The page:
Software companies are blunt about this: the most expensive way to buy software is by the box at your nearest retailer.
Software that comes preloaded on new hardware — also known as OEM (original equipment manufacturer) — is cheaper, but only if you need a new machine.
More cost-effective options for existing hardware include volume licensing discounts and subscription models which can include licence in perpetuity or on a month-by-month basis.
Microsoft’s Licensing Marketing Manager Danny Beck says the cheapest way to buy copies of Windows or Office is via OEM deals, but if you have five or more users or are looking for Microsoft Project Exchange, Windows Server or Vision, the company’s “Open” program has more advantages.
Microsoft’s Open Value model is for businesses that want to standardise the same version of software on all their PCs. It includes perpetual license, maintenance and upgrades on a three year contract with a third of the price due each year to help cash flow. The Open Subscription model costs less per year, but after three years the license is revoked and must be uninstalled. If you feel you will always renew it, this option is the cheapest, costing 50 per cent less on average.
“My recommendation is to talk to your Microsoft partner as they can advise you on what’s most suitable for your needs, cash flow and type of business,” says Beck.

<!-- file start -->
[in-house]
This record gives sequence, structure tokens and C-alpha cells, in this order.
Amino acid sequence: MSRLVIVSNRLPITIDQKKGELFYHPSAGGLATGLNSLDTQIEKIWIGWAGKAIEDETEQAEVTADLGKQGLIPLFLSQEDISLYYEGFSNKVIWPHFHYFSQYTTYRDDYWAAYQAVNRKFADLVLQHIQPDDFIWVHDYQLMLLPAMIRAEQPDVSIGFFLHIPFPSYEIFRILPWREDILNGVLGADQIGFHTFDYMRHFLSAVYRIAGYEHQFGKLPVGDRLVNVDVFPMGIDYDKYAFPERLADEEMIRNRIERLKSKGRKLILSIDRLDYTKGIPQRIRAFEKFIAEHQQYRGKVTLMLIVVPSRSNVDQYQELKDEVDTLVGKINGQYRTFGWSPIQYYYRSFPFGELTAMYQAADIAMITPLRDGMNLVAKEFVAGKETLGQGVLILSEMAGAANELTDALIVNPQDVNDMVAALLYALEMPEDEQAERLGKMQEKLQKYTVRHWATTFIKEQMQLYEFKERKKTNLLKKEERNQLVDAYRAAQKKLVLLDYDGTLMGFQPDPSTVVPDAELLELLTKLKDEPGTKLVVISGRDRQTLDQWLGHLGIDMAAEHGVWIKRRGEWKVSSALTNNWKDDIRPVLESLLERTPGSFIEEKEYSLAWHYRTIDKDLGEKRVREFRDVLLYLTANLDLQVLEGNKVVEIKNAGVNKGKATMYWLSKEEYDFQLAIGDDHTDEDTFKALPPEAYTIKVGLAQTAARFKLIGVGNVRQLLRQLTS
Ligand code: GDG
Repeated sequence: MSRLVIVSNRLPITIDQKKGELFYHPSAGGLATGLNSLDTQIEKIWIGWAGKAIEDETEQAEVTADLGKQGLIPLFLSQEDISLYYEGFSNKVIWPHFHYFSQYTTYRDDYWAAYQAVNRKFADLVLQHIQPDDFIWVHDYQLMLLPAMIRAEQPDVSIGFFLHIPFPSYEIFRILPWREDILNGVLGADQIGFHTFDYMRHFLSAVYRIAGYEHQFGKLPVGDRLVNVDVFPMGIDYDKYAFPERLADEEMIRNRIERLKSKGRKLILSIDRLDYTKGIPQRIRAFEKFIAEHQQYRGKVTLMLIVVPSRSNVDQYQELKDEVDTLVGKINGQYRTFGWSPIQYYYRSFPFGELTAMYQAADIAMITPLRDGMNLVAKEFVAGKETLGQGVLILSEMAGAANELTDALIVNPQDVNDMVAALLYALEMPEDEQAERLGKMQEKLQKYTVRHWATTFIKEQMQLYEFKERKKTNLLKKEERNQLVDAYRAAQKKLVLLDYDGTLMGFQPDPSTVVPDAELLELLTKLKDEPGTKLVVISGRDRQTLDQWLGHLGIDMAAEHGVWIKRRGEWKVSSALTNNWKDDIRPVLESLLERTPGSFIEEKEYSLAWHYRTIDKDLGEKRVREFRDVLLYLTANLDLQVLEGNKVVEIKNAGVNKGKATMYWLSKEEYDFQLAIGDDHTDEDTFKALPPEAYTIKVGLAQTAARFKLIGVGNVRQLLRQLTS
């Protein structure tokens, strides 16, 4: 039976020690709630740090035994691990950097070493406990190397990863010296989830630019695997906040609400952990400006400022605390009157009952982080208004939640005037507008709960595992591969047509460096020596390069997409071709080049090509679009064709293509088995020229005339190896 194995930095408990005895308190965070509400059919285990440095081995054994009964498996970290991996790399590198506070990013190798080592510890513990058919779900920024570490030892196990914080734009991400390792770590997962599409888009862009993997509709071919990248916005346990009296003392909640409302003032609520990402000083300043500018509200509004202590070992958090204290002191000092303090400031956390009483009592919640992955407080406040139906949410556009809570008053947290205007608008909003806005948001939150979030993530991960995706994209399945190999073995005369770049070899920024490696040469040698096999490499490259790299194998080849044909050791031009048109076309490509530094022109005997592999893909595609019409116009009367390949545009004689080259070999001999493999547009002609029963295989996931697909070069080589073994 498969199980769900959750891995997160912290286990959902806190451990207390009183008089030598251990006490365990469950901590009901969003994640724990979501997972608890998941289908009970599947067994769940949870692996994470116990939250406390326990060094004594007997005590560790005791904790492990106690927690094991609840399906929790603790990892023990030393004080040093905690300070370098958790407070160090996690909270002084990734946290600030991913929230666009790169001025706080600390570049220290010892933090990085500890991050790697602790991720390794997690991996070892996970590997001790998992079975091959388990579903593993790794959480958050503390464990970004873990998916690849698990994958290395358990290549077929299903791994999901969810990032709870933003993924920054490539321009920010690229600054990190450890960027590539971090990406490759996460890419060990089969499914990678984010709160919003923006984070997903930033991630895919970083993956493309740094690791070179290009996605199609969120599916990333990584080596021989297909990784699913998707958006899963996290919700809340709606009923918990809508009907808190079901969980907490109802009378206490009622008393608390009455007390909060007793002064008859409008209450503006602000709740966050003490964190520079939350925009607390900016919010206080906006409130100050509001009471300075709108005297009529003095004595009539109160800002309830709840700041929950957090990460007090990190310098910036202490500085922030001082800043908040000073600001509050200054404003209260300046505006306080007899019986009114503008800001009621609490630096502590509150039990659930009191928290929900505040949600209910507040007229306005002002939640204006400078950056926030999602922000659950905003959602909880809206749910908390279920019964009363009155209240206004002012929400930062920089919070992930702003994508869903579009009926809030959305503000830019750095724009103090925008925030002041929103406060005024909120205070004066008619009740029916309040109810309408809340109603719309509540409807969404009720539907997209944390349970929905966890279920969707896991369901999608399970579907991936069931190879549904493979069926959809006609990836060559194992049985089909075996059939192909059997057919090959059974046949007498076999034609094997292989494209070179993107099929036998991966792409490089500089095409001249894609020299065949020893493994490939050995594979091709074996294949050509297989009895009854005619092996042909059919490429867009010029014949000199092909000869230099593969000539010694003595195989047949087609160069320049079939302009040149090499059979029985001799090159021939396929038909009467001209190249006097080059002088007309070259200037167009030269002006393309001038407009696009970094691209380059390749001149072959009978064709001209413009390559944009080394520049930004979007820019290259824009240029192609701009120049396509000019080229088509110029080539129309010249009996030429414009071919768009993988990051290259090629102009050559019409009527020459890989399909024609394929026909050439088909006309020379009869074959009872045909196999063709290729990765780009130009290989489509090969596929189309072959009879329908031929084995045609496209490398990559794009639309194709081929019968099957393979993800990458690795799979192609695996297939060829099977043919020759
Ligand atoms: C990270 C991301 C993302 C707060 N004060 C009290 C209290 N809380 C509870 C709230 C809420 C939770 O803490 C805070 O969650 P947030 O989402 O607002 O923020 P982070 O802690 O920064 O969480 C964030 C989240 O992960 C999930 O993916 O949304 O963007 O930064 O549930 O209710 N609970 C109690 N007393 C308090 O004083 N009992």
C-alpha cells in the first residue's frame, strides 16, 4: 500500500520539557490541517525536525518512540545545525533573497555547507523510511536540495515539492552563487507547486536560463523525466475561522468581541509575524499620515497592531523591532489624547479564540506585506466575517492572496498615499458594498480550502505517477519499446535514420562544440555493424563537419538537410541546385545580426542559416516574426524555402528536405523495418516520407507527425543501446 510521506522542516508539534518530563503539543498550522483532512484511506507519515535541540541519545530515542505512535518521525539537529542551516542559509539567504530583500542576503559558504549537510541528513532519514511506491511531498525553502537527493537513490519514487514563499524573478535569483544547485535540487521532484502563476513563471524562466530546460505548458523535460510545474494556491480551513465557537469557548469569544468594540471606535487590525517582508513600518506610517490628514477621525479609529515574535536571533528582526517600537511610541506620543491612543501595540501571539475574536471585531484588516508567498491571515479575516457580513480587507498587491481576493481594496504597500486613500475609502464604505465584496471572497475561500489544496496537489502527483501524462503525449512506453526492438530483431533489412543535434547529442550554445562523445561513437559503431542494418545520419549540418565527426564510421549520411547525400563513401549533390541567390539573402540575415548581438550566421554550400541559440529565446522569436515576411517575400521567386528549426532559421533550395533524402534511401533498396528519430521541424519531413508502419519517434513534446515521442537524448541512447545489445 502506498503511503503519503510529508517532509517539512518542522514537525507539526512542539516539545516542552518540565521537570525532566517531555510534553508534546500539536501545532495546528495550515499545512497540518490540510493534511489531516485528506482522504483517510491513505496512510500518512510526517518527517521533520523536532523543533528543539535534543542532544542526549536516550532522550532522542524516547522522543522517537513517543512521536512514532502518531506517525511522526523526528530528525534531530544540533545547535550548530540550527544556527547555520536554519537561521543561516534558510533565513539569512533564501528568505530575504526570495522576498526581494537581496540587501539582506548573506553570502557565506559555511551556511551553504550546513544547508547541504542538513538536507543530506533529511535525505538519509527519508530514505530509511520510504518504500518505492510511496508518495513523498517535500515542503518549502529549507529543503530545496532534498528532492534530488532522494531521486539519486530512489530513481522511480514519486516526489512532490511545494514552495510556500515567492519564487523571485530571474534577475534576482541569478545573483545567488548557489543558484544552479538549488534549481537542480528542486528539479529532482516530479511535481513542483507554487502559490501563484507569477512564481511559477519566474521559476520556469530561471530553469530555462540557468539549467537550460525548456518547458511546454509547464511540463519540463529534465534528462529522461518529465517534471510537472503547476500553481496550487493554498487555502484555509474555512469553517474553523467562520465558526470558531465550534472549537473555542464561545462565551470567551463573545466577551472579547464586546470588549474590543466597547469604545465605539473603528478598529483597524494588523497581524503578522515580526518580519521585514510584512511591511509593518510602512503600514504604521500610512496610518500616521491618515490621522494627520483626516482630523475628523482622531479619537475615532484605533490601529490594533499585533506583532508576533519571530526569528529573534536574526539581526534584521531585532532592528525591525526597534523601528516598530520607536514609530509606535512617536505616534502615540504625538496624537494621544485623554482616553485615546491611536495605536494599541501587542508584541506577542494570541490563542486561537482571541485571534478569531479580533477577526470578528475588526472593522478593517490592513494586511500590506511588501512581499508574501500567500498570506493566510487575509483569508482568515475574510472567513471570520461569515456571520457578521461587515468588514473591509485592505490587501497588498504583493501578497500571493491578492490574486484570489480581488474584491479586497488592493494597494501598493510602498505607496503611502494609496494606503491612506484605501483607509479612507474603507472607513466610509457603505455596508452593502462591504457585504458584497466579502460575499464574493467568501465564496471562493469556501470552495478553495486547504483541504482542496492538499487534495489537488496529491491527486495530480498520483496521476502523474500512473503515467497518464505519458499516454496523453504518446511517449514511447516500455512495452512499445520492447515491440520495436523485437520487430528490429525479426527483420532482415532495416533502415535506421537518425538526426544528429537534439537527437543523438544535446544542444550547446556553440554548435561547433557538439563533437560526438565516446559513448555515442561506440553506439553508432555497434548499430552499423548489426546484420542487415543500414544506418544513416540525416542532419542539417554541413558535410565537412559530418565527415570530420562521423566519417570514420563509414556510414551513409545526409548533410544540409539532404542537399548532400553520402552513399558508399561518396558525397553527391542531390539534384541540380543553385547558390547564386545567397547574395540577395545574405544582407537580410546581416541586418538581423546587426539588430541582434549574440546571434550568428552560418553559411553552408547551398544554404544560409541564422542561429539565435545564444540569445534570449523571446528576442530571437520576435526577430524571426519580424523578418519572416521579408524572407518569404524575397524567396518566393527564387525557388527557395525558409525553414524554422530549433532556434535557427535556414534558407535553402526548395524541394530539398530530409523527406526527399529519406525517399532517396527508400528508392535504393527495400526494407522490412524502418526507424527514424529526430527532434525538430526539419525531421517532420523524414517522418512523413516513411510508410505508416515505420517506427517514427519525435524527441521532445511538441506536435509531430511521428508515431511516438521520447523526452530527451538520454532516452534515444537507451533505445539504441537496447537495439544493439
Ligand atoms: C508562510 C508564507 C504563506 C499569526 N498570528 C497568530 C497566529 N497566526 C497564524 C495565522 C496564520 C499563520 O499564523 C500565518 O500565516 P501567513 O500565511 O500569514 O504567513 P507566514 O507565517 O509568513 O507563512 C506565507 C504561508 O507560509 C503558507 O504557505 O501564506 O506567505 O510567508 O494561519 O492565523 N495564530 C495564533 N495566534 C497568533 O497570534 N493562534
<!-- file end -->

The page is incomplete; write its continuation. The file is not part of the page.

Calum Russell, Group Marketing Manager at Adobe, says most software vendors offer a licensing program that allows for multiple installations and attracts volume discounts.
“It also gives users the ability to buy maintenance and automatic upgrades,” Russell says.
As an example, Adobe’s Design Premium Creative Suite 5 costs $3175 in a box, or $1003 as an upgrade from CS4.
By subscription it costs $144 for a single month or $129 per month on a yearly contract.
“We find it’s a very interesting way for small business to purchase because there’s no upfront capital investment, it’s credit card payment and they can scale up,” Russell says.
But as ever, make sure you read the fine print.
Scaling down is another story. Like phone contracts, if you decide you no longer need it, there will be an exit penalty.
The same applies to cloud computing: there are increasing numbers of software-as-a-service providers catering for small businesses (this will be the subject of an entire issue later this year). In general the cloud advantages for TCO are many: no upfront costs, no need to worry about upgrades or in-house skills to deal with the software and a convenient subscription model.
anyone?) to accounting packages and even Microsoft SharePoint and Exchange.